1> I have my domain's MX record pointed at a mailserver, using an IP
address.

No you haven't. The data portion of an "MX" resource record comprises a
domain name. It may have four all-digit labels, but it is _still_ a
domain name. It is _always_ a domain name.

And, of course, since it is a domain name, whether SMTP Relay clients
around the world can find the IP addresses of your SMTP Relay servers
depends from whether they can map that domain name to an IP address.

With some SMTP Relay clients, you'll be lucky. They'll call the DNS
Client library's normal name->address mapping routine to map the domain
name to an IP address, and either special-case code in the DNS Client
library (which some DNS Client libraries have) or special-case code in
the resolving proxy DNS server that the DNS Client queries (which some
DNS server softwares, such as Dan Bernstein's "dnscache", have) will
recognise a domain name that comprises four all-digit labels, and return
the appropriate IP address directly, short-circuiting normal query
resolution.

With other SMTP Relay clients, you'll be unlucky. They'll either have
their own hand-rolled DNS Client, without special case code, that they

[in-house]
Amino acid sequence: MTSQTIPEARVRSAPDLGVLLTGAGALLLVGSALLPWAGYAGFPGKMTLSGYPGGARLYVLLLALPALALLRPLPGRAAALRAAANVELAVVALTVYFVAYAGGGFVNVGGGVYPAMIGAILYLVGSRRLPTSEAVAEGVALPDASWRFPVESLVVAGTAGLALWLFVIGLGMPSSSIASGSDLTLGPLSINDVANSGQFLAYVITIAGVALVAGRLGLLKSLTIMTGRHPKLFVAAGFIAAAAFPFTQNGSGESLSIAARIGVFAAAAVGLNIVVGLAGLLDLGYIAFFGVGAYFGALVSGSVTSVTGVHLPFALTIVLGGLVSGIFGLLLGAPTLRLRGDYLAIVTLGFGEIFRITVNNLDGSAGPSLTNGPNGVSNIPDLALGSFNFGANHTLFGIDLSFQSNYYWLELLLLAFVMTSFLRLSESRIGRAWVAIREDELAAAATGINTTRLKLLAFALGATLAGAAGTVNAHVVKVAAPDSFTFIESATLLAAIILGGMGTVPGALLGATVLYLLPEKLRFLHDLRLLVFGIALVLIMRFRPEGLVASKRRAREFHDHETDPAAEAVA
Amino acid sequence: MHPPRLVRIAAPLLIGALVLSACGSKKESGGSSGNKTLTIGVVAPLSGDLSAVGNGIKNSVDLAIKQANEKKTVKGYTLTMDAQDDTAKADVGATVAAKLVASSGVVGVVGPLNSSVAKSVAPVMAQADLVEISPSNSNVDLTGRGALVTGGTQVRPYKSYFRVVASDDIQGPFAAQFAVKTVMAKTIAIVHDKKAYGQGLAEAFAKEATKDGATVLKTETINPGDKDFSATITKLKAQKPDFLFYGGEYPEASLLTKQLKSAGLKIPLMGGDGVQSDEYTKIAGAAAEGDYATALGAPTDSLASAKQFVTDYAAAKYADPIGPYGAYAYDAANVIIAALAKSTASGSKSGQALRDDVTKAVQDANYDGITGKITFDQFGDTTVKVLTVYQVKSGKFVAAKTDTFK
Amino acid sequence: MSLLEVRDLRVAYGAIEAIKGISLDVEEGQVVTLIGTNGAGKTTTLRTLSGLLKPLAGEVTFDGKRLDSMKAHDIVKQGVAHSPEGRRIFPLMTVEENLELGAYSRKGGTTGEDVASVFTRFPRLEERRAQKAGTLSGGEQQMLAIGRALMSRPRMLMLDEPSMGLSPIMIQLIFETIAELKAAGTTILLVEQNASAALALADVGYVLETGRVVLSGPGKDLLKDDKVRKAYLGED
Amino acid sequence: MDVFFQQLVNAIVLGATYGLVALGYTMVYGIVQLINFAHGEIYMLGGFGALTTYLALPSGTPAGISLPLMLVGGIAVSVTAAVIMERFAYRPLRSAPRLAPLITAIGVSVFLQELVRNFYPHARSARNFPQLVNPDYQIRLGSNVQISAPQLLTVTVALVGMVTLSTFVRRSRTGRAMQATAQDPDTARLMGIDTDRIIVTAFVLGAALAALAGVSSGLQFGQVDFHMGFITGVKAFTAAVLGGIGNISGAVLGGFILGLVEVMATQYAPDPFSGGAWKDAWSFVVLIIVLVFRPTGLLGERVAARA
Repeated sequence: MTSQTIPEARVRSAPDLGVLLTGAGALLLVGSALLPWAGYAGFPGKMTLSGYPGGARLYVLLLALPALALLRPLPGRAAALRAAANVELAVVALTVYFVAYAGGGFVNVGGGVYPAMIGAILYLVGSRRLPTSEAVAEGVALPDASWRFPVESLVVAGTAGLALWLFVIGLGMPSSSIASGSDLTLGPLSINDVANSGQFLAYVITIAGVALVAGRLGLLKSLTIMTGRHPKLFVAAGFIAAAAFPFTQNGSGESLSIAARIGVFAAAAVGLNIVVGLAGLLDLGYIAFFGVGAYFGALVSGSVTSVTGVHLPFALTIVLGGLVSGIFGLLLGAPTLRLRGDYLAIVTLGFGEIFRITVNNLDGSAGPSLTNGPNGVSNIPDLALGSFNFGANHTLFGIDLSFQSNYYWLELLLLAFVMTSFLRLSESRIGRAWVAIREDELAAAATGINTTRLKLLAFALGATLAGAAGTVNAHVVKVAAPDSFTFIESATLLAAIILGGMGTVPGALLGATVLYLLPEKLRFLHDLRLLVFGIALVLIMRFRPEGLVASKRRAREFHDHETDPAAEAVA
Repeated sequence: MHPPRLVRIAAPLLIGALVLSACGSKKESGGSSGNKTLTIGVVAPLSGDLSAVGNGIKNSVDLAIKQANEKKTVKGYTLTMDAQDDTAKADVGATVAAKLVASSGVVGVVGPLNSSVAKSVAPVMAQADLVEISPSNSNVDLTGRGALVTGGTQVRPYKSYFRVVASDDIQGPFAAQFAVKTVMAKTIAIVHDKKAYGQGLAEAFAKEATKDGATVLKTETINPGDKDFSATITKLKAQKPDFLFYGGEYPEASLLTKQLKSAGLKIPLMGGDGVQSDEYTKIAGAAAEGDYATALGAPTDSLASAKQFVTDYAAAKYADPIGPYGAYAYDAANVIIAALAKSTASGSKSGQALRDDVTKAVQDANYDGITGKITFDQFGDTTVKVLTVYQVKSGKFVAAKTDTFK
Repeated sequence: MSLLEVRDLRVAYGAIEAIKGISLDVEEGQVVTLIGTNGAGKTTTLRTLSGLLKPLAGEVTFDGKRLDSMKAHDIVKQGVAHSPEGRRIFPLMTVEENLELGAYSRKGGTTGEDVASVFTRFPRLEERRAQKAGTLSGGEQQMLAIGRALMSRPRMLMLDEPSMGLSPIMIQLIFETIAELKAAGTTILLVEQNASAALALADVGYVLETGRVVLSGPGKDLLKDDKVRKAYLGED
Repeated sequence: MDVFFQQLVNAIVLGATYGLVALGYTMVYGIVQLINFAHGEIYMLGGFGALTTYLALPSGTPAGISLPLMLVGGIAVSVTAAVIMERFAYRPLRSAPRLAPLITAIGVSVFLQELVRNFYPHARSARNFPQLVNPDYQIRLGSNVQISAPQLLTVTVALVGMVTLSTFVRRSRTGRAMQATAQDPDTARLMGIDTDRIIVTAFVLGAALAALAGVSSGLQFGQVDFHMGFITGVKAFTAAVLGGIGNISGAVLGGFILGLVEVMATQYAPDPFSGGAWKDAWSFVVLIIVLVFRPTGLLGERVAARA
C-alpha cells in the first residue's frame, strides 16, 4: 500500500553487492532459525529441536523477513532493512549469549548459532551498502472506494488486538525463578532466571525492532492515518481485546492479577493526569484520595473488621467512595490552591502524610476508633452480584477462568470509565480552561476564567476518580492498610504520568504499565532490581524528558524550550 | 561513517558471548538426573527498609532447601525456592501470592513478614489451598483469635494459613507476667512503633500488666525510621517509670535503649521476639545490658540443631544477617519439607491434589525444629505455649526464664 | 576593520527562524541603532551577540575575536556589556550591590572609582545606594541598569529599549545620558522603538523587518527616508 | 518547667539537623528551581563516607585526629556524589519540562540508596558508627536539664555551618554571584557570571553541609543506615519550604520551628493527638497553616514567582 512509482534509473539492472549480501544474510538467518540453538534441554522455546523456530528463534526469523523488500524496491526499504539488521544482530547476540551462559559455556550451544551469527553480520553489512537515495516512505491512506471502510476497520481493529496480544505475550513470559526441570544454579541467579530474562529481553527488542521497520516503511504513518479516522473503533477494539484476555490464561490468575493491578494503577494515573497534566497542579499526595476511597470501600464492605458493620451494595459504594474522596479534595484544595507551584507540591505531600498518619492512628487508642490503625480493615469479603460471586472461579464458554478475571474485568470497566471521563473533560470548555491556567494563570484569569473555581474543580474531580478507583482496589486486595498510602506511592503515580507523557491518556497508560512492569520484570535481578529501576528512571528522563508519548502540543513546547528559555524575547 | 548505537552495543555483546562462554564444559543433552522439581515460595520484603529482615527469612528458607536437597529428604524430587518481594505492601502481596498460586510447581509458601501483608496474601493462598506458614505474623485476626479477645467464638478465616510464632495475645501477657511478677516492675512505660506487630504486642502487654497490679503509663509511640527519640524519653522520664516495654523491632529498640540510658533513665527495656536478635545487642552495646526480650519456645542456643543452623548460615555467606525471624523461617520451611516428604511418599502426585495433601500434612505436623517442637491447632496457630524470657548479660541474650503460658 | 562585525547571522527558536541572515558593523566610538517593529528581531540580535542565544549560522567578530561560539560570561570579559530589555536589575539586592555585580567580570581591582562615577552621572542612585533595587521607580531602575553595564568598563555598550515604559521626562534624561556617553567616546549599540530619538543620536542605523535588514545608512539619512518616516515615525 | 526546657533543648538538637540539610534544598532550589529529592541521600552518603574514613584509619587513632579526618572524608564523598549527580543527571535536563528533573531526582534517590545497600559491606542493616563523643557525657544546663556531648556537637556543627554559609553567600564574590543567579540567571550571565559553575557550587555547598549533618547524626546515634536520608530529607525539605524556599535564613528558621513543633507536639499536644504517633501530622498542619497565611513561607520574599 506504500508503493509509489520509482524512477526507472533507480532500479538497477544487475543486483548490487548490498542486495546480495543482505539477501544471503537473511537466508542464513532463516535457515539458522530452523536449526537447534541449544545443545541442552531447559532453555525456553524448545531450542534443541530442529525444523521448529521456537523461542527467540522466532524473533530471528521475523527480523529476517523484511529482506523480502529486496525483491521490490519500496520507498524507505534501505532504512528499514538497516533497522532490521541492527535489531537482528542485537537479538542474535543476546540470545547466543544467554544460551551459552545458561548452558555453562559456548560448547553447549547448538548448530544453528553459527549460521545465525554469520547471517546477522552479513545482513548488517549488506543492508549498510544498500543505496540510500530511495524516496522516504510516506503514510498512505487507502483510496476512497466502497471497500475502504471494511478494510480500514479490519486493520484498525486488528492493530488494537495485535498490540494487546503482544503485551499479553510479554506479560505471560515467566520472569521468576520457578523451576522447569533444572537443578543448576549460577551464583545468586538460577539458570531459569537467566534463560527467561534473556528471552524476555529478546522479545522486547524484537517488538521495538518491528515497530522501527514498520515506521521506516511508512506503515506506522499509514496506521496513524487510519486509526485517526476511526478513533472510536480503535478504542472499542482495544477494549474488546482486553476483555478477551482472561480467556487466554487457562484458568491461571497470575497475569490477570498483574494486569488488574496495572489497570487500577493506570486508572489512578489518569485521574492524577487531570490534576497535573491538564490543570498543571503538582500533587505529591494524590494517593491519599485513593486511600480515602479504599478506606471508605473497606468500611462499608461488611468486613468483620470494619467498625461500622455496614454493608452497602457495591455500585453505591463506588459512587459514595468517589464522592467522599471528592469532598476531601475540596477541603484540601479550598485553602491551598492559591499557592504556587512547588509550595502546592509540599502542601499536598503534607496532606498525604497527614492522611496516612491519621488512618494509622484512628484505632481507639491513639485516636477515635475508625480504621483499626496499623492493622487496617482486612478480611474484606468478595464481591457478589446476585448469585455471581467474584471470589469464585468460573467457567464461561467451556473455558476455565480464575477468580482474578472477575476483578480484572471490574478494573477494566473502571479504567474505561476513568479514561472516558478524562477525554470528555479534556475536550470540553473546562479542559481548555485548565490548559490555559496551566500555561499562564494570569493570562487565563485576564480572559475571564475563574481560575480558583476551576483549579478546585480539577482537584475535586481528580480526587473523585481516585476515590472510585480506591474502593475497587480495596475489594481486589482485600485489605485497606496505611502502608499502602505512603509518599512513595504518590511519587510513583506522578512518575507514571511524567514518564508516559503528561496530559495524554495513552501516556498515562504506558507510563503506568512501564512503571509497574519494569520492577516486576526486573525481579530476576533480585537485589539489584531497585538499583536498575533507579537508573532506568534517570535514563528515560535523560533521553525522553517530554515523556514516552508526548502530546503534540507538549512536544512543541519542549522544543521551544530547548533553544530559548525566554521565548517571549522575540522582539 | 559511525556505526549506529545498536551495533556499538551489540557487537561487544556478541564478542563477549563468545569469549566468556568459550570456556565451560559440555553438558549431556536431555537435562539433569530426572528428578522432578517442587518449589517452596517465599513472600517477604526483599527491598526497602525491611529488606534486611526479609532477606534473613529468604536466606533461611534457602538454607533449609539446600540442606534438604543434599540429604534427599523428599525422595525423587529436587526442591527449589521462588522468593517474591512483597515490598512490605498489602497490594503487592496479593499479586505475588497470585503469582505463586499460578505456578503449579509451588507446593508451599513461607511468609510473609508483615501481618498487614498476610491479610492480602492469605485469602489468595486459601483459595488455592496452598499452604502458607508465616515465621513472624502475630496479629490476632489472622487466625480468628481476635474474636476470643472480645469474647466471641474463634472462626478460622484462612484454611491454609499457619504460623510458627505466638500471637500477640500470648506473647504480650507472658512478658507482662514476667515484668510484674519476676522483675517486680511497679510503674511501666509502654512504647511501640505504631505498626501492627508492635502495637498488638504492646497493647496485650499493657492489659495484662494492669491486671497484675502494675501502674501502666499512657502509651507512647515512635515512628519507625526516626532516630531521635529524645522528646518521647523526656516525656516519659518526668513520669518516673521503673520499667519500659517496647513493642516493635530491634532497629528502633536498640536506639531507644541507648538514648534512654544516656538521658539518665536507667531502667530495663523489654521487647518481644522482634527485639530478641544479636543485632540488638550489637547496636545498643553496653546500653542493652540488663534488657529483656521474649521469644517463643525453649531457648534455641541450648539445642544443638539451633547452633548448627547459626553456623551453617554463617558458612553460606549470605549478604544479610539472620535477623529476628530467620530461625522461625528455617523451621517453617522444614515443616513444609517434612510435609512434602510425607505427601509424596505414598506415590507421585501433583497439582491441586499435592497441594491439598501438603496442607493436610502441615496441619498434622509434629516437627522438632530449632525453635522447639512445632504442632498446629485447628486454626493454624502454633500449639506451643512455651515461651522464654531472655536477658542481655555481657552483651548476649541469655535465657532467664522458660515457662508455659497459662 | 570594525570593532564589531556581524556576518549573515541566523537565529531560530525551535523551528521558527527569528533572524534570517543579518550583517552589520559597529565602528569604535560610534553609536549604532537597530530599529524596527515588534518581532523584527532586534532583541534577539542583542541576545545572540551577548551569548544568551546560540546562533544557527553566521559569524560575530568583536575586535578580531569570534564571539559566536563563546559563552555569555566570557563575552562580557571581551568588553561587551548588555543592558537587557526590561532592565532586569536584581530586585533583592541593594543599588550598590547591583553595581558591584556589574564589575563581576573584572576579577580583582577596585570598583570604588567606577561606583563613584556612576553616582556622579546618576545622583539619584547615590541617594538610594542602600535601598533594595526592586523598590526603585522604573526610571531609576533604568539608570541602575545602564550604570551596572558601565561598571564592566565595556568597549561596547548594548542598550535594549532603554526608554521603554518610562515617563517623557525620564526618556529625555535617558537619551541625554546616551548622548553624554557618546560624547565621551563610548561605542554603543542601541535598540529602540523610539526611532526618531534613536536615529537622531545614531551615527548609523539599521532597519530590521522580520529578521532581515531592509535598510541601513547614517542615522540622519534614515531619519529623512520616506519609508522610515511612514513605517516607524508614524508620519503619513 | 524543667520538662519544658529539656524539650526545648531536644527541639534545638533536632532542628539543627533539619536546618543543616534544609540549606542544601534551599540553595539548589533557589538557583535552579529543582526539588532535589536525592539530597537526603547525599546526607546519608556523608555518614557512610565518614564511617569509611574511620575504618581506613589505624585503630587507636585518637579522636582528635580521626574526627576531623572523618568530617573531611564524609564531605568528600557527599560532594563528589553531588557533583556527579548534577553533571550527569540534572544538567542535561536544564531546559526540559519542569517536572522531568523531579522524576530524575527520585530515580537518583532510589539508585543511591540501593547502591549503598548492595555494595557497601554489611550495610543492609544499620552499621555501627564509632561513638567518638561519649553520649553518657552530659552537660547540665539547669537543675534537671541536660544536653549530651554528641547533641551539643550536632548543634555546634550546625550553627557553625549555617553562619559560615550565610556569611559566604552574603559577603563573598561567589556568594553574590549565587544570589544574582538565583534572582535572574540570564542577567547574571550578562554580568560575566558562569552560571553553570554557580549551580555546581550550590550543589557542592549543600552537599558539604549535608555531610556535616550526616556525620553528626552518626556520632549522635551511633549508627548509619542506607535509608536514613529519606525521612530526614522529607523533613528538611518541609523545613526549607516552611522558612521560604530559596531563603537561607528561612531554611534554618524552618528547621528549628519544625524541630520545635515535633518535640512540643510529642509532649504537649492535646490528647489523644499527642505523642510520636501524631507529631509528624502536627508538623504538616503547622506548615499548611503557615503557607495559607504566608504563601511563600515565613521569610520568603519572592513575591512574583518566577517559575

use instead of the system-supplied one; or they'll call the DNS Client
library in the normal manner but neither their DNS Client library nor
their proxy DNS server have special-case code. In both cases, they'll
end up looking up the domain name in the public DNS database in the
normal fashion, and, of course, such domain names don't exist in the
public DNS database.

RFC 1537 recommends that in some fashion, either by DNS Client libraries
or proxy DNS servers having special-case code, queries for such domain
names be prevented from "leaking" out to the rest of Internet. However,
it is to cope with systems that _do not_ follow this recommendation that
one is discouraged from using four-label all-digit domain names in "MX"
resource records.